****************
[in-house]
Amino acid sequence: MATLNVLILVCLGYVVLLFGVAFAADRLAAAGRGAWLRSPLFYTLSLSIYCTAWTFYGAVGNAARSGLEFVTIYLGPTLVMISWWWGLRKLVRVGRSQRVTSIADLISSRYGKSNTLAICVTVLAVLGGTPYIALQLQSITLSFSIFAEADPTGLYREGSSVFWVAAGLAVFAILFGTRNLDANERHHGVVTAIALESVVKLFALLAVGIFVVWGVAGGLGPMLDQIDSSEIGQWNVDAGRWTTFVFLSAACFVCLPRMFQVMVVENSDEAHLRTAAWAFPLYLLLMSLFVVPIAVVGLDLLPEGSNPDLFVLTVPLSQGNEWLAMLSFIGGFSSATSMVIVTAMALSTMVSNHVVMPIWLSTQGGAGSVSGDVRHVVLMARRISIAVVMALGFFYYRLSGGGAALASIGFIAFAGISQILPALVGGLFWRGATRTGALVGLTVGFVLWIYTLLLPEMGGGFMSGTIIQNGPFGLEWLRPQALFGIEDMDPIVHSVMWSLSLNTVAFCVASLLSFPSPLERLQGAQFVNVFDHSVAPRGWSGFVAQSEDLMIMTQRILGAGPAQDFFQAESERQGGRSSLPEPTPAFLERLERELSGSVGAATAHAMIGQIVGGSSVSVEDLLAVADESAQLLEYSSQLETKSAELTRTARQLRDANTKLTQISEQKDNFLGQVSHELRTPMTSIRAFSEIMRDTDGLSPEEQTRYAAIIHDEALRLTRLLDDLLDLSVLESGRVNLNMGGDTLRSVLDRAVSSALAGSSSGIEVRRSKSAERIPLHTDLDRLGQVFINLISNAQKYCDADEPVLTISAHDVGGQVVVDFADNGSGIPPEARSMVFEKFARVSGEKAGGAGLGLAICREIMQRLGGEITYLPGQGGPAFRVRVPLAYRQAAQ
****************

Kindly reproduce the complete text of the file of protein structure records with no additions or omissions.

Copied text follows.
[in-house]
Amino acid sequence: MATLNVLILVCLGYVVLLFGVAFAADRLAAAGRGAWLRSPLFYTLSLSIYCTAWTFYGAVGNAARSGLEFVTIYLGPTLVMISWWWGLRKLVRVGRSQRVTSIADLISSRYGKSNTLAICVTVLAVLGGTPYIALQLQSITLSFSIFAEADPTGLYREGSSVFWVAAGLAVFAILFGTRNLDANERHHGVVTAIALESVVKLFALLAVGIFVVWGVAGGLGPMLDQIDSSEIGQWNVDAGRWTTFVFLSAACFVCLPRMFQVMVVENSDEAHLRTAAWAFPLYLLLMSLFVVPIAVVGLDLLPEGSNPDLFVLTVPLSQGNEWLAMLSFIGGFSSATSMVIVTAMALSTMVSNHVVMPIWLSTQGGAGSVSGDVRHVVLMARRISIAVVMALGFFYYRLSGGGAALASIGFIAFAGISQILPALVGGLFWRGATRTGALVGLTVGFVLWIYTLLLPEMGGGFMSGTIIQNGPFGLEWLRPQALFGIEDMDPIVHSVMWSLSLNTVAFCVASLLSFPSPLERLQGAQFVNVFDHSVAPRGWSGFVAQSEDLMIMTQRILGAGPAQDFFQAESERQGGRSSLPEPTPAFLERLERELSGSVGAATAHAMIGQIVGGSSVSVEDLLAVADESAQLLEYSSQLETKSAELTRTARQLRDANTKLTQISEQKDNFLGQVSHELRTPMTSIRAFSEIMRDTDGLSPEEQTRYAAIIHDEALRLTRLLDDLLDLSVLESGRVNLNMGGDTLRSVLDRAVSSALAGSSSGIEVRRSKSAERIPLHTDLDRLGQVFINLISNAQKYCDADEPVLTISAHDVGGQVVVDFADNGSGIPPEARSMVFEKFARVSGEKAGGAGLGLAICREIMQRLGGEITYLPGQGGPAFRVRVPLAYRQAAQ